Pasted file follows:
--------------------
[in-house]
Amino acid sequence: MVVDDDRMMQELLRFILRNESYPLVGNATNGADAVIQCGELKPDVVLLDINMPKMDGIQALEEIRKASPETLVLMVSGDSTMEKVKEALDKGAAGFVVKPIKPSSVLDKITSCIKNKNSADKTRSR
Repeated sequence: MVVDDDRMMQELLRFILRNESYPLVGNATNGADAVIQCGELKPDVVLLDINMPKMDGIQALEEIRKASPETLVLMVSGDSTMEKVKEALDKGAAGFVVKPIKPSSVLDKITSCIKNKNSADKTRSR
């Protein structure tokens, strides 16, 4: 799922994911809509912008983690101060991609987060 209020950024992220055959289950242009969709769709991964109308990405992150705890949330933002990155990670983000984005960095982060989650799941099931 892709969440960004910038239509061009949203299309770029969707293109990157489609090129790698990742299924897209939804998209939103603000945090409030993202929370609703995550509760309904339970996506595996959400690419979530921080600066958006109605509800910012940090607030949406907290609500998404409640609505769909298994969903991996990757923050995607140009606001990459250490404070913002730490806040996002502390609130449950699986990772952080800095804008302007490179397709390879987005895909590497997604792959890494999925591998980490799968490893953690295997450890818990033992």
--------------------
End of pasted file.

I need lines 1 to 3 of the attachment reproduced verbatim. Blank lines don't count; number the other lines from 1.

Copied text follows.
[in-house]
Amino acid sequence: MVVDDDRMMQELLRFILRNESYPLVGNATNGADAVIQCGELKPDVVLLDINMPKMDGIQALEEIRKASPETLVLMVSGDSTMEKVKEALDKGAAGFVVKPIKPSSVLDKITSCIKNKNSADKTRSR
Repeated sequence: MVVDDDRMMQELLRFILRNESYPLVGNATNGADAVIQCGELKPDVVLLDINMPKMDGIQALEEIRKASPETLVLMVSGDSTMEKVKEALDKGAAGFVVKPIKPSSVLDKITSCIKNKNSADKTRSR